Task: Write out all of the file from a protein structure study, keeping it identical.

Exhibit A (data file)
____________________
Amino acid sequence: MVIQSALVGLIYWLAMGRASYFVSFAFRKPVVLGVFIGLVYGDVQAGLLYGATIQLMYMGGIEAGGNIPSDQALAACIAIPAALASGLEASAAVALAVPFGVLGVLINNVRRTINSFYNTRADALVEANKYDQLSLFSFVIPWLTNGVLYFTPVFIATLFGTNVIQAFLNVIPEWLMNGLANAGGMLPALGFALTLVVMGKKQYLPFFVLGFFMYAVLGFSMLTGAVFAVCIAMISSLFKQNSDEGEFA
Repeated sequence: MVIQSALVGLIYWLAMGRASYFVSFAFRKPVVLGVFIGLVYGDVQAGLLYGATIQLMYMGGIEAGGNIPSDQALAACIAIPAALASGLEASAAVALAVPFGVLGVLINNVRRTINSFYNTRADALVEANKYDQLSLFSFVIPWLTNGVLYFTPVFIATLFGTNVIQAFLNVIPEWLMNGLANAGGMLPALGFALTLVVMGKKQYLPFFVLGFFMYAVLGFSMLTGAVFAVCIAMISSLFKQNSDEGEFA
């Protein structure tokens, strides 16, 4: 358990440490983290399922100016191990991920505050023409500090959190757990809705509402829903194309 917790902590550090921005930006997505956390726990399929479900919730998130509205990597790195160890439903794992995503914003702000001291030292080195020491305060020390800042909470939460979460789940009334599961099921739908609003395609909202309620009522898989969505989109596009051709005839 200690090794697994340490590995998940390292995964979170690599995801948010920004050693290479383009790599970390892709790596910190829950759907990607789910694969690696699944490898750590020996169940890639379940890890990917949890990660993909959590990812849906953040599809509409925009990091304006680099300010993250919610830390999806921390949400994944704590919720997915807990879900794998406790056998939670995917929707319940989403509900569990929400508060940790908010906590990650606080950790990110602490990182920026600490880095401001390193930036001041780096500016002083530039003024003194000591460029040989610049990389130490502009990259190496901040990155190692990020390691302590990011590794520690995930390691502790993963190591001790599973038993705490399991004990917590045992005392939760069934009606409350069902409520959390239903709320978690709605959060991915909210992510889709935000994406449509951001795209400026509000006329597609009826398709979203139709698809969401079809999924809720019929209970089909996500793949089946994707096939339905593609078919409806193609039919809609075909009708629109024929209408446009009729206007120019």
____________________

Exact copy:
Amino acid sequence: MVIQSALVGLIYWLAMGRASYFVSFAFRKPVVLGVFIGLVYGDVQAGLLYGATIQLMYMGGIEAGGNIPSDQALAACIAIPAALASGLEASAAVALAVPFGVLGVLINNVRRTINSFYNTRADALVEANKYDQLSLFSFVIPWLTNGVLYFTPVFIATLFGTNVIQAFLNVIPEWLMNGLANAGGMLPALGFALTLVVMGKKQYLPFFVLGFFMYAVLGFSMLTGAVFAVCIAMISSLFKQNSDEGEFA
Repeated sequence: MVIQSALVGLIYWLAMGRASYFVSFAFRKPVVLGVFIGLVYGDVQAGLLYGATIQLMYMGGIEAGGNIPSDQALAACIAIPAALASGLEASAAVALAVPFGVLGVLINNVRRTINSFYNTRADALVEANKYDQLSLFSFVIPWLTNGVLYFTPVFIATLFGTNVIQAFLNVIPEWLMNGLANAGGMLPALGFALTLVVMGKKQYLPFFVLGFFMYAVLGFSMLTGAVFAVCIAMISSLFKQNSDEGEFA
């Protein structure tokens, strides 16, 4: 358990440490983290399922100016191990991920505050023409500090959190757990809705509402829903194309 917790902590550090921005930006997505956390726990399929479900919730998130509205990597790195160890439903794992995503914003702000001291030292080195020491305060020390800042909470939460979460789940009334599961099921739908609003395609909202309620009522898989969505989109596009051709005839 200690090794697994340490590995998940390292995964979170690599995801948010920004050693290479383009790599970390892709790596910190829950759907990607789910694969690696699944490898750590020996169940890639379940890890990917949890990660993909959590990812849906953040599809509409925009990091304006680099300010993250919610830390999806921390949400994944704590919720997915807990879900794998406790056998939670995917929707319940989403509900569990929400508060940790908010906590990650606080950790990110602490990182920026600490880095401001390193930036001041780096500016002083530039003024003194000591460029040989610049990389130490502009990259190496901040990155190692990020390691302590990011590794520690995930390691502790993963190591001790599973038993705490399991004990917590045992005392939760069934009606409350069902409520959390239903709320978690709605959060991915909210992510889709935000994406449509951001795209400026509000006329597609009826398709979203139709698809969401079809999924809720019929209970089909996500793949089946994707096939339905593609078919409806193609039919809609075909009708629109024929209408446009009729206007120019």